Zofran Cleft Palate

Zofran Cleft Palate
Babies who are exposed to Zofran in the womb during the first trimester of pregnancy may be twice as likely to develop a cleft palate compared to those who haven’t been exposed. A growing number of families are now pursuing Zofran cleft palate lawsuits that accuse GlaxoSmithKline of concealing the medication’s alleged association with major birth defects.

Zofran Birth Defects Investigation

The nationwide law firm of Bernstein Liebhard LLP is now investigating Zofran lawsuits involving cleft palate, cleft lip and other congenital abnormalities. If you believe that Zofran harmed your baby, please contact our Firm by calling (888) 994-5118.

What is a Cleft Palate?

A cleft palate is birth defect that forms in the early weeks of pregnancy. The malformation develops when the tissue that makes up the roof of the mouth fails to join together completely during the sixth and ninth week of fetal development.  For some children, both the front and back parts of the palate are open. For other babies, only part of the palate is open.

According to the U.S. Centers for Disease Control, about 2,650 babies are born with a cleft palate every year in the U.S. The cause of cleft palate in newborns is unknown. However, studies indicate that certain risk factors can increase the likelihood that a child will develop a cleft palate or lip, including smoking, diabetes and the use of certain medications.

Children born with a cleft palate may have difficulty with eating and speaking, as well as hearing problems and issues with their teeth. Potential cleft palate complications include:

  • Dysphagia (problems swallowing)
  • Speech and language development delays
  • Frequent ear infections
  • Hearing problems
  • Nasal-sounding speech
  • Missing teeth
  • Dental and orthodontic problems

Surgery to correct a cleft palate is generally recommended within the first 18 months after birth, and many children will require additional surgeries as they grow older. Special dental or orthodontic care, as well as speech therapy, might also be required.

Zofran and Cleft Palate

Zofran, an anti-nausea medication marketed by GlaxoSmithKline, has been frequently prescribed to expectant mothers during the first trimester to help alleviate the nausea and vomiting that sometimes occurs with pregnancy. However, Zofran has never been approved for this indication, and its impact on a developing pregnancy has not been well-studied. Nevertheless, one recent analysis indicated that around 1 million pregnant women annually in the U.S. are prescribed Zofran or a generic equivalent for this purpose.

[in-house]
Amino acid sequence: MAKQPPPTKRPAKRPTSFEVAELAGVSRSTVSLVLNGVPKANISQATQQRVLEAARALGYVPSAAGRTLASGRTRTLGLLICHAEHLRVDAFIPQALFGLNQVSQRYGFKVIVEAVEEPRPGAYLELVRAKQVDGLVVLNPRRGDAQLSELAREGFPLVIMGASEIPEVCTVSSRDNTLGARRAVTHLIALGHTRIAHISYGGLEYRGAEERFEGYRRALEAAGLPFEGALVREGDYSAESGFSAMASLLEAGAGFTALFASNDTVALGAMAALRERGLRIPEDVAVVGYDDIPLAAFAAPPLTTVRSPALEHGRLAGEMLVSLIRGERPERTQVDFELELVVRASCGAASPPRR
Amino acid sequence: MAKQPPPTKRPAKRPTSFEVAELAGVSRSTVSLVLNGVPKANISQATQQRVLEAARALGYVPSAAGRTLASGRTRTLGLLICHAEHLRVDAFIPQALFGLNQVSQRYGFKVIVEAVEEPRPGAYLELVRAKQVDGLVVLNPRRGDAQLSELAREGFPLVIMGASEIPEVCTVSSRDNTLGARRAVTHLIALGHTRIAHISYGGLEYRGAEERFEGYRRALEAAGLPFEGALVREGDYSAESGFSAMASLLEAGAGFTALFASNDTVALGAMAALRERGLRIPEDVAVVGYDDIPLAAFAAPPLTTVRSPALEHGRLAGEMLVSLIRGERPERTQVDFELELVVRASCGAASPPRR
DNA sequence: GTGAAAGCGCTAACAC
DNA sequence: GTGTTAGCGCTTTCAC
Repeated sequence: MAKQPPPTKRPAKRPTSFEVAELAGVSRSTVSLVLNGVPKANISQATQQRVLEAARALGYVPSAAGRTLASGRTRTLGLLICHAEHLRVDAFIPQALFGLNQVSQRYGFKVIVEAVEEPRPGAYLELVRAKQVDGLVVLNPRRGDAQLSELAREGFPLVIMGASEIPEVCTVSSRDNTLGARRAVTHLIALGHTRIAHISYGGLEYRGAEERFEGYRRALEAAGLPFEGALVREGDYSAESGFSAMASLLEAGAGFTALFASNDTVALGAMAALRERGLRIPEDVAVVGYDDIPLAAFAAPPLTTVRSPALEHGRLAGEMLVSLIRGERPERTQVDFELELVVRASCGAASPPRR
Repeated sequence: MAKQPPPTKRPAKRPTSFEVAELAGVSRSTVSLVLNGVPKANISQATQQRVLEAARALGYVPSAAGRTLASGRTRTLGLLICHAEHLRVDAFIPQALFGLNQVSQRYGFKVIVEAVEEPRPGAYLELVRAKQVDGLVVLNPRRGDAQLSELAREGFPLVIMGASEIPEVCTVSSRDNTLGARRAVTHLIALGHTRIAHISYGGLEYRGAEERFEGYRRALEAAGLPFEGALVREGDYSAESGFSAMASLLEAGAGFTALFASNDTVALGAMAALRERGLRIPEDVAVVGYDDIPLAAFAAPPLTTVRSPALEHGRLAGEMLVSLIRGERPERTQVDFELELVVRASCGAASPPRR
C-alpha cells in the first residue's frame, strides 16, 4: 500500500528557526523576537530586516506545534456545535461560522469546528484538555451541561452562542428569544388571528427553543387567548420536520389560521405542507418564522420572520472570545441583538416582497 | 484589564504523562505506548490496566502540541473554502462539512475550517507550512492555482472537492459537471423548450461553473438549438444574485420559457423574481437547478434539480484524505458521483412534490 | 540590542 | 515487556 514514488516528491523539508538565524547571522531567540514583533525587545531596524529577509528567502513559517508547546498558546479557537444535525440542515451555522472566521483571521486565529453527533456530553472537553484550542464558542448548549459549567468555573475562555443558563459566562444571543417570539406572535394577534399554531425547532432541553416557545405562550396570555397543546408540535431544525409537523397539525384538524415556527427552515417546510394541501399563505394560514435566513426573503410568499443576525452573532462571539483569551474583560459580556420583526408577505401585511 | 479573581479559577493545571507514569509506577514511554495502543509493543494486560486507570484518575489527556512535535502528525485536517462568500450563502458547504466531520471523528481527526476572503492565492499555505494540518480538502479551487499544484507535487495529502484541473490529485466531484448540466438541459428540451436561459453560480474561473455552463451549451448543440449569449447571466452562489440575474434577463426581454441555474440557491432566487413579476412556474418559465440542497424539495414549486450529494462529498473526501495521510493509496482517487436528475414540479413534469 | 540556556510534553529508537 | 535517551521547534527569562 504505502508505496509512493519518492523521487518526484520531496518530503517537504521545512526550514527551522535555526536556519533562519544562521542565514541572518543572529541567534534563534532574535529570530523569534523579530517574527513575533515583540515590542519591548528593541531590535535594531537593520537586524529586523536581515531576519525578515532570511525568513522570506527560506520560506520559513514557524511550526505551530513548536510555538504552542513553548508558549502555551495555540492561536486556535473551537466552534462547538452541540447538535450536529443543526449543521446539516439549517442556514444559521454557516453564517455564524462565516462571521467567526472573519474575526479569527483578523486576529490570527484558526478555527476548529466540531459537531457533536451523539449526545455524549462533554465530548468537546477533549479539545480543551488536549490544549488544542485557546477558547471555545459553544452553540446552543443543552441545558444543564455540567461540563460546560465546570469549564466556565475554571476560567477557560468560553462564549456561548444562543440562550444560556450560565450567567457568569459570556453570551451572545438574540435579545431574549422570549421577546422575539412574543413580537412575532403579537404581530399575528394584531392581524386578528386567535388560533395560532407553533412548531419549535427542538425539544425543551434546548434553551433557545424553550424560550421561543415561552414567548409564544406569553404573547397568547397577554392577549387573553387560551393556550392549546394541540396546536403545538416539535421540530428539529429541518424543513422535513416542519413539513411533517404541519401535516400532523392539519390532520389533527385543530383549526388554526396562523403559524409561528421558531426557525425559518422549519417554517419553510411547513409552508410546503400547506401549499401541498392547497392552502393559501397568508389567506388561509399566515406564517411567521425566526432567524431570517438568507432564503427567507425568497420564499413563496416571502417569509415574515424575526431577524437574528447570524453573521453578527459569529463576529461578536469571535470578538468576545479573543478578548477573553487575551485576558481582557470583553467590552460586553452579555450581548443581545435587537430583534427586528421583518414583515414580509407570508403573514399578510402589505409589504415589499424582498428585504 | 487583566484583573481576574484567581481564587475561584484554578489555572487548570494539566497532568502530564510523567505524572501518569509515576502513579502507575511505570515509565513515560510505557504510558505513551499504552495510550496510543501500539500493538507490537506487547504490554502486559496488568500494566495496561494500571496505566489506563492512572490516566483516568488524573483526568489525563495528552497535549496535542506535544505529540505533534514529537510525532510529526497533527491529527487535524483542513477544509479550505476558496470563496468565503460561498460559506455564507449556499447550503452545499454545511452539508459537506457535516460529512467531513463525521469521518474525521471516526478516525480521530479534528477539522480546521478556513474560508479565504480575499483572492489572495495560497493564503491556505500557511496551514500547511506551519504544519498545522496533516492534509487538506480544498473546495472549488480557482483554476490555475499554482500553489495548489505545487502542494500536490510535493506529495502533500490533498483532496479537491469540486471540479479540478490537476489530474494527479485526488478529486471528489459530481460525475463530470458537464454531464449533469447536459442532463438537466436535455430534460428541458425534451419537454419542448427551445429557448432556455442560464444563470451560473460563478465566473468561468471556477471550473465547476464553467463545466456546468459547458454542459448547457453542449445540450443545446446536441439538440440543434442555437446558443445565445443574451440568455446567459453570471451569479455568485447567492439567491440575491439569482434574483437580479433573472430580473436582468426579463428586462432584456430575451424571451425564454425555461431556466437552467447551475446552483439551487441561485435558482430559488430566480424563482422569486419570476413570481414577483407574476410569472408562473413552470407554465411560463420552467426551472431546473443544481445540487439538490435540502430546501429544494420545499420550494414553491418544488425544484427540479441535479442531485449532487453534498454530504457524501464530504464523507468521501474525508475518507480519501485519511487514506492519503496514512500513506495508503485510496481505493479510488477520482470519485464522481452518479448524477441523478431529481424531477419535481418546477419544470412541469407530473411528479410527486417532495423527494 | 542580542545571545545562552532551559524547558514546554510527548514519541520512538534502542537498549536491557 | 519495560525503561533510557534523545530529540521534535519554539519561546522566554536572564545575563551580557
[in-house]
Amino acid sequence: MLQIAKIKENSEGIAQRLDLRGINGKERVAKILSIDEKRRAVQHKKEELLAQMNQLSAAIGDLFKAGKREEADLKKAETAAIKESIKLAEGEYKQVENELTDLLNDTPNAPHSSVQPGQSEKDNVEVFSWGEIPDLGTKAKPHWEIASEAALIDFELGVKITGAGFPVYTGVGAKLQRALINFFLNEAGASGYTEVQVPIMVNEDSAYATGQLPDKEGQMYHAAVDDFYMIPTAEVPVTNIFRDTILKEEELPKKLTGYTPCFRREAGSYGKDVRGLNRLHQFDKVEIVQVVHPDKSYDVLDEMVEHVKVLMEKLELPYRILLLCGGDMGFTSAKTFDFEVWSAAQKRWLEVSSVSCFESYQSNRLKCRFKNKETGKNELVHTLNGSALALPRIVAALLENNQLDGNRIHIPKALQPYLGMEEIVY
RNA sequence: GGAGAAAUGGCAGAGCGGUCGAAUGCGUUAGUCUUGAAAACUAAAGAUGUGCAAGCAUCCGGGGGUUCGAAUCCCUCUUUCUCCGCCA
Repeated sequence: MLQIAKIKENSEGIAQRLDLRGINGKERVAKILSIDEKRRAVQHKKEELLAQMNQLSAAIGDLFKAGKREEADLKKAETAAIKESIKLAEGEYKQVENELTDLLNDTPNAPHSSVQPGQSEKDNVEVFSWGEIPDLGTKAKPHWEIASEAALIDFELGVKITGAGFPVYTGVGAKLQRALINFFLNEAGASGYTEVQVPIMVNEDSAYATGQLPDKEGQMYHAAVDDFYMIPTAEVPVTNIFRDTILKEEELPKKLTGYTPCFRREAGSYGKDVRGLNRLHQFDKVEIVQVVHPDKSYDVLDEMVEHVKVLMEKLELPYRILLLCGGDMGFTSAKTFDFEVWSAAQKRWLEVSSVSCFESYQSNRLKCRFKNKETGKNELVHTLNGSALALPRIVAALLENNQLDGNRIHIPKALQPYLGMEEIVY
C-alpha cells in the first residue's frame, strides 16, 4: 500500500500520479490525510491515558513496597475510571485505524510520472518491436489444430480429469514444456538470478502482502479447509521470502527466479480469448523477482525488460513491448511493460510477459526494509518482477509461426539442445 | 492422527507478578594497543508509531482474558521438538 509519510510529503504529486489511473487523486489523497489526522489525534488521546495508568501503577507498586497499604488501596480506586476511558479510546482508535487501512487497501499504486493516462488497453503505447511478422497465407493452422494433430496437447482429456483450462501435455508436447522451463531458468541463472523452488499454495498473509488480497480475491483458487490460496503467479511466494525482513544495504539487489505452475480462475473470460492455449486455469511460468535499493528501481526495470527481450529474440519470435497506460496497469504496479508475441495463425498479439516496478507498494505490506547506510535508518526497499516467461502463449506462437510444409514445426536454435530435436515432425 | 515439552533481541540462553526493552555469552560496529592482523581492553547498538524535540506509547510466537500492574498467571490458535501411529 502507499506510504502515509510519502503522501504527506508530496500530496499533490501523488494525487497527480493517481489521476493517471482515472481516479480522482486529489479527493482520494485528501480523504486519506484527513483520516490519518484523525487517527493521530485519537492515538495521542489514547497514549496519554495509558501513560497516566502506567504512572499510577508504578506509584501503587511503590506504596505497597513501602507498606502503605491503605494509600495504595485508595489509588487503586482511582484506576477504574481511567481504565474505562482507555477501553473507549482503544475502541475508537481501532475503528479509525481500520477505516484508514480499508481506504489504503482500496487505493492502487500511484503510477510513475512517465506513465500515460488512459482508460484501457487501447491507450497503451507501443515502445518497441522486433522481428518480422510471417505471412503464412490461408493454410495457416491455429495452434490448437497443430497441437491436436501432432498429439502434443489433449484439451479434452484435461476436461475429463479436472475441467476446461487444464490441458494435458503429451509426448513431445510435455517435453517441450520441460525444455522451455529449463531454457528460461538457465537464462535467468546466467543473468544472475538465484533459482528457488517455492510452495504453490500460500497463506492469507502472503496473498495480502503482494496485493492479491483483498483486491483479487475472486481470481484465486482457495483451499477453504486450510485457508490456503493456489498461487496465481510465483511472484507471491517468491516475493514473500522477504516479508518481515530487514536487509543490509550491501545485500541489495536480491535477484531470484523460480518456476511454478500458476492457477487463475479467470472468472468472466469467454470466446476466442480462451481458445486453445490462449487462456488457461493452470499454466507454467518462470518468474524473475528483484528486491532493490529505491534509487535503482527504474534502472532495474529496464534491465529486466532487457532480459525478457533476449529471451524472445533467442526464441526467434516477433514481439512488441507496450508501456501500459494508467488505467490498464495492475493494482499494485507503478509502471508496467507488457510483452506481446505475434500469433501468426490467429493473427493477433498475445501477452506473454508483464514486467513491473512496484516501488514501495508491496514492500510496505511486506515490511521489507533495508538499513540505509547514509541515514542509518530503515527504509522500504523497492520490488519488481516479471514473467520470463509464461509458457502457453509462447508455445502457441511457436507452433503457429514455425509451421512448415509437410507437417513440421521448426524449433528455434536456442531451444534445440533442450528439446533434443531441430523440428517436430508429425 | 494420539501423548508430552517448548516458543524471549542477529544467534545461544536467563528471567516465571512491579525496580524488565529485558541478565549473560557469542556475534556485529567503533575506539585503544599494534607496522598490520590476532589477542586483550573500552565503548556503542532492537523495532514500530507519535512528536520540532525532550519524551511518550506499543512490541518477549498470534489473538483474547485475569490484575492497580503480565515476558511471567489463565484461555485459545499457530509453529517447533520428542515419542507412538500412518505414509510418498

In recent years, a growing body of research has suggested a link between the use of Zofran and the development of major birth defects, including cleft palate:

Pennsylvania Mom Discusses Her Son’s Zofran Cleft Palate Nightmare

A  Pennsylvania mom claims that her son’s first few days of life were a nightmare, all because of a cleft palate he allegedly developed due to Zofran. “Struggling, sitting up, wondering and crying every night if your baby is going to make it through the next night,” Ashley Wright recently told Pittsburgh’s WPXI-TV.  Though the 10-year-old is doing better today thanks to treatment, he still suffers some lingering effects from his birth defect. Read More

Zofran Birth Defects Litigation

Mounting Zofran birth defects claims have been filed in U.S. courts since February 2012, including a number of cleft palate cases. In October 2015, all federally-filed Zofran cases were consolidated in a multidistrict litigation that is now underway in the U.S. District Court, District of Massachusetts. More than 100 lawsuits were pending in the proceeding as of November 16, 2015. Read More.

Am I Eligible to File a Zofran Lawsuit?

You may be able to file a Zofran lawsuit if you were prescribed this medication in your first trimester and gave birth to a baby with a cleft palate. To obtain a free case review from an attorney at Bernstein Liebhard LLP, please call (888) 994-5118.

  1. CDC (2014) “Facts About Cleft Lip and Palate” http://www.cdc.gov/ncbddd/birthdefects/cleftlip.html
  2. AJOG (2014) “Treating morning sickness in the United States—changes in prescribing are needed” http://www.ajog.org/article/S0002-9378%2814%2900853-9/abstract
  3. Clinical Phamokinetics (2006) “Placental transfer of ondansetron during early human pregnancy” http://www.ncbi.nlm.nih.gov/pubmed/16584287
  4. Birth Defects Research (2011) “Medications Used to Treat Nausea and Vomiting of Pregnancy and the Risk of Selected Birth Defects” http://www.ncbi.nlm.nih.gov/pmc/articles/PMC3299087/
  5. TDM Journal Club ( 2013) “Scary Science: Ondansetron Safety in Pregnancy—Two Opposing Results From the Same Danish Registry” http://www.helpher.org/blog/wp-content/uploads/2014/01/2014-Koren-Ondansetron-Safety-TDM.pdf
Last Modified: April 1, 2016

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